The Rights of Animals

Topics: Morality, Human, Ethics Pages: 5 (1809 words) Published: October 8, 1999
Sam Vaknin's Psychology, Philosophy, Economics and Foreign Affairs Web Sites
Animal rights is a catchphrase akin to human rights. It involves, however, a few pitfalls. First, animals exist only as a concept. Otherwise, they are cuddly cats, curly dogs, cute monkeys. A rat and a puppy are both animals but our emotional reaction to them is so different that we cannot really lump them together. Moreover: what rights are we talking about? The right to life? The right to be free of pain? The right to food? Except the right to free speech – all the other rights could be relevant to animals.

But when we say animals, what we really mean is non-human organism. This is such a wide definition that it easily pertains to potential aliens. Will we witness an Alien Rights movement soon? so, we are forced to narrow our field to non-human organisms which remind us of humans and, thus, provoke empathy in us. Yet, this is a dangerous and not very practical test: too many people love snakes, for instance and deeply empathize with them. Will we agree to the assertion (which will, probably, be avidly supported by these people) that snakes have rights – or should we confine our grace to organisms with nervous systems (=which, presumably, can feel pain). Even better is the criterion : whatever we cannot communicate with and is alive is a rights-holder.

Historically, philosophers like Kant (and Descartes, and Malebranche and even Aquinas) did not favour the idea of animal rights. They said that animals are the organic equivalents of machines, moved by coarse instincts, unable to experience pain (though their behaviour sometimes might deceive us into erroneously believing that they do). Thus, any moral obligation that we have towards animals is a derivative of a primary obligation towards our fellow humans (the morally significant ones and only ones). These are the indirect moral obligations theories. For instance: it is wrong to torture animals because it desensitizes us to human suffering and makes us more prone to using violence towards humans. Malebranche augmented this rational line of thinking by proving that animals cannot suffer pain because they do not descend from Adam and all the pain and suffering in the world are the result of his sins.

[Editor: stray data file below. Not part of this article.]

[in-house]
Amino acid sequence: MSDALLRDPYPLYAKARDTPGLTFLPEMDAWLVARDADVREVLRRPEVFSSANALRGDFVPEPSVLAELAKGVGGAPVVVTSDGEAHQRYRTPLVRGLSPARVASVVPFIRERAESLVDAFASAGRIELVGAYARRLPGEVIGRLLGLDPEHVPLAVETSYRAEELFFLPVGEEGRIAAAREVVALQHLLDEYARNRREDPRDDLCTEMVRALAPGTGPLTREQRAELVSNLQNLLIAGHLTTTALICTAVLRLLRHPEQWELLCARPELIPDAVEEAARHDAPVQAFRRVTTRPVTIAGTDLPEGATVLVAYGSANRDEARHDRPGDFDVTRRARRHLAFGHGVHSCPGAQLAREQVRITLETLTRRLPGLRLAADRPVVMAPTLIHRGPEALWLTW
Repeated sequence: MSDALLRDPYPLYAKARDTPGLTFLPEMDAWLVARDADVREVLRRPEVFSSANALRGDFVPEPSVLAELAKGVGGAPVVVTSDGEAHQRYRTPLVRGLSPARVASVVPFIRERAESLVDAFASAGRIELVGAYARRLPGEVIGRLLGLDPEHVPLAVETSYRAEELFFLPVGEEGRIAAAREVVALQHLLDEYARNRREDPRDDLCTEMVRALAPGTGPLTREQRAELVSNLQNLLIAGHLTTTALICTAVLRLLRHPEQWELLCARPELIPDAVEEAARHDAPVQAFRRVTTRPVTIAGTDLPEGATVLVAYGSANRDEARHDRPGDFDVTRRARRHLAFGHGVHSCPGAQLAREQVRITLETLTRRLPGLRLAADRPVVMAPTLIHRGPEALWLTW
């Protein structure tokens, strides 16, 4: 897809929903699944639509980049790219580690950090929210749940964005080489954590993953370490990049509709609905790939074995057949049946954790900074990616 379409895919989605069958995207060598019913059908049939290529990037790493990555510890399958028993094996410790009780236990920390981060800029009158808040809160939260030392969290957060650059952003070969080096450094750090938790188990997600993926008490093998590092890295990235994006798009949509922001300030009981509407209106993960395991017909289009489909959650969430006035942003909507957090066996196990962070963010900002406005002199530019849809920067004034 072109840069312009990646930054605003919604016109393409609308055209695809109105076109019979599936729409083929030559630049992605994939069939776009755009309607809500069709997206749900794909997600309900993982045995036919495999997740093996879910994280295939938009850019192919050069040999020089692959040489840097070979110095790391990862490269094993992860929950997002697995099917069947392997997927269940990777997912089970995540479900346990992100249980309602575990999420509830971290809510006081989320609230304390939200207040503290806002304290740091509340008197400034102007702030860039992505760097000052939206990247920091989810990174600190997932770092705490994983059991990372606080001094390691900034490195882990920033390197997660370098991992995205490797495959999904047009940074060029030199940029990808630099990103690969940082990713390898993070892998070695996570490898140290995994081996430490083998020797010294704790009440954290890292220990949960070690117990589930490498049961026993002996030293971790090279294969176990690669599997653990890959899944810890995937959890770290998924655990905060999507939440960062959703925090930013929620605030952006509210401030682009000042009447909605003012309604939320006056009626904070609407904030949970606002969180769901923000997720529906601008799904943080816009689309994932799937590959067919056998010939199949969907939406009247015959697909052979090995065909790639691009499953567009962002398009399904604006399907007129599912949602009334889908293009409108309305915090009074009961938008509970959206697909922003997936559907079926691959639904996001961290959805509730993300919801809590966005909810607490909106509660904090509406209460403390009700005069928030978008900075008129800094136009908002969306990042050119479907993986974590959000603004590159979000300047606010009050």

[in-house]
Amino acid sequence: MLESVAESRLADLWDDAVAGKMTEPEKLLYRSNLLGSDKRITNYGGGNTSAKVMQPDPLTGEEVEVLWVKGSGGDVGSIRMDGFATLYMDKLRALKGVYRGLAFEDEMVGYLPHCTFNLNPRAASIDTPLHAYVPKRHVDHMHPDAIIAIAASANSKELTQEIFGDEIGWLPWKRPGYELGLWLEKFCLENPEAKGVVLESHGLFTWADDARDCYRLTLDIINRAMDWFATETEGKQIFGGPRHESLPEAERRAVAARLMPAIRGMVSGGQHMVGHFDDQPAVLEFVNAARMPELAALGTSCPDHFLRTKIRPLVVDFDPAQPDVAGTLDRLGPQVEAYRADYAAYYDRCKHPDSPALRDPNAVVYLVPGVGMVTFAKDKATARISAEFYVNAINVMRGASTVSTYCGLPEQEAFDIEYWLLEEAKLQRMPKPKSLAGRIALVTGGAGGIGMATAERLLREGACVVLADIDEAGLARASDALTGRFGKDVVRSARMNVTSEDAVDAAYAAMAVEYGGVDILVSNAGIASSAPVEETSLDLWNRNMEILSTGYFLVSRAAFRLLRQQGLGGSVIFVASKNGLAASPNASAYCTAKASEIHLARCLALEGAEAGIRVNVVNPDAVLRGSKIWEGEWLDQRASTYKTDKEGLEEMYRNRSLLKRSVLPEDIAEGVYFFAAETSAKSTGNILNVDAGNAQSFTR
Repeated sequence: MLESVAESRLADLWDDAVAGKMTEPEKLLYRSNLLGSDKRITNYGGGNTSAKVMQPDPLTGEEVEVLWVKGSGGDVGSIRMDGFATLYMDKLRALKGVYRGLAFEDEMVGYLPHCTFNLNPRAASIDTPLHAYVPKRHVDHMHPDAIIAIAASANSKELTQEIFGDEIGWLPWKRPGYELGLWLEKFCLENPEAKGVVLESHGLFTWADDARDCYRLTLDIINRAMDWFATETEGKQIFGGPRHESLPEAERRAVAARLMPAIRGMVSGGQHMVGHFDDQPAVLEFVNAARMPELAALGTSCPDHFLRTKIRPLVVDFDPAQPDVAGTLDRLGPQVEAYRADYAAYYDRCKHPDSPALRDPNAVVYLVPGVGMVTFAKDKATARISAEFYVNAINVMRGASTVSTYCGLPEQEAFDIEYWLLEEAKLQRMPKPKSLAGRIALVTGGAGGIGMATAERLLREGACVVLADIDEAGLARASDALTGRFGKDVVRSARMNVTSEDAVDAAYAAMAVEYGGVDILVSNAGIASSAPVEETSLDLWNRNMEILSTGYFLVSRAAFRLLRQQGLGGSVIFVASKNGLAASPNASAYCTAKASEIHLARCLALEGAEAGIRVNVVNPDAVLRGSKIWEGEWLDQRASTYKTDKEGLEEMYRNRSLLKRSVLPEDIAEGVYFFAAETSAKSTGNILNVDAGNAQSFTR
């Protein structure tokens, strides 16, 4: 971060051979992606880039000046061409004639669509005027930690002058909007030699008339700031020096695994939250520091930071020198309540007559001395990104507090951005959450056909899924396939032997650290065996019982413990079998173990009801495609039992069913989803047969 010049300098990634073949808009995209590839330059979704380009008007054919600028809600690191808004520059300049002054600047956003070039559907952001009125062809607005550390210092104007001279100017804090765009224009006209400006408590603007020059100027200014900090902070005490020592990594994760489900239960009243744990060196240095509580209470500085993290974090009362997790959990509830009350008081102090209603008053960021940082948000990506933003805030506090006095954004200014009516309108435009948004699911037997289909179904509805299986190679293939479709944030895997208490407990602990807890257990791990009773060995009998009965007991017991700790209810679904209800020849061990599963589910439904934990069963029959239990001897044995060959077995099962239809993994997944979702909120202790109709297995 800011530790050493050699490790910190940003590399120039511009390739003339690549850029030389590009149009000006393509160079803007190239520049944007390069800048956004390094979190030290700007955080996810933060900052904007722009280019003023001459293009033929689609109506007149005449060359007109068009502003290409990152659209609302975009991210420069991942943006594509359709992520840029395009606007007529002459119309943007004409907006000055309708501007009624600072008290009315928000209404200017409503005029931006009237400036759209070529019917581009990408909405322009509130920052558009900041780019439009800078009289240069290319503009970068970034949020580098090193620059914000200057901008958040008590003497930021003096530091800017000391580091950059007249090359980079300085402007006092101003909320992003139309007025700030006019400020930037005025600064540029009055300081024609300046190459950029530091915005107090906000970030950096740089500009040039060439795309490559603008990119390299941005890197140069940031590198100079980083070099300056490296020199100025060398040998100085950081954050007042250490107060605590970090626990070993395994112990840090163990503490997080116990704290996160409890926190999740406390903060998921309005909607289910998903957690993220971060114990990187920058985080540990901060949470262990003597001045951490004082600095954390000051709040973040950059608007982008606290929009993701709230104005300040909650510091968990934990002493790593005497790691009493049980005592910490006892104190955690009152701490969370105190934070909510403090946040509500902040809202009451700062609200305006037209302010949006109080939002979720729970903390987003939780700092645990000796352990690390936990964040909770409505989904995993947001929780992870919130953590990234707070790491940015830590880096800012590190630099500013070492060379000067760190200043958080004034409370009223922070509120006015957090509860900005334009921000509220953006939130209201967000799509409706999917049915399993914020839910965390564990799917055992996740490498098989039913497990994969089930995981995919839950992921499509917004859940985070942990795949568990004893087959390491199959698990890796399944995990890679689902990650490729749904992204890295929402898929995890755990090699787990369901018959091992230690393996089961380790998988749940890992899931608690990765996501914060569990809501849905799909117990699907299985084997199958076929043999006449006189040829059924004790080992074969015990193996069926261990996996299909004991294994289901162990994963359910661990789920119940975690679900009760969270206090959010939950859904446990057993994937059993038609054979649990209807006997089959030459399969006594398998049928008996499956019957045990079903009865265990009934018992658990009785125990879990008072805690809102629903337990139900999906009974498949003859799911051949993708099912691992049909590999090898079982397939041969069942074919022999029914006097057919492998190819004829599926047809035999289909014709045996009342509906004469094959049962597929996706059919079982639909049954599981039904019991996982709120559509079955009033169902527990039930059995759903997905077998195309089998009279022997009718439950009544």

But how can we say whether another Being is suffering pain or not? The answer is based on empathy. If the other Being is like us – than surely he has the same experiences and, therefore, deserves our pity. The Jewish Talmud says: "Do not do unto thy friend that which is hated by you". An analysis of this sentence renders it less altruistic than it first sounds. The reader is encouraged to refrain from doing only things that he himself finds hateful (SS men, for instance, did not find killing Jews hateful). In this sense, it is morally relativistic. The individual is the source of moral authority and is allowed to spin his own moral system, independent of others. The emphasis is on action: not to DO. Refraining from doing, inaction, is not censored or advocated against. Finally, the sentence establishes an exclusive moral club (very similar to later day social contractarianism) of the reader and his friend(s). It is to his friends that the reader is encouraged not to do evil. He is exempt from applying the same standard, however lax, to others. Even a broader interpretation of the word "friend" would read: "someone like you" and will substantially exclude strangers.

Empathy as a differentiating principle is wrong because it is structural: if X looks like me, resembles me, behaves like me – than he must be like me in other, more profound and deep set ways. But this is a faulty method used to prove identity. Any novice in mathematics knows that similarity is never identity. Structurally and behaviourally monkeys, dogs and dolphins are very much like us. It is a question of quantity, not...
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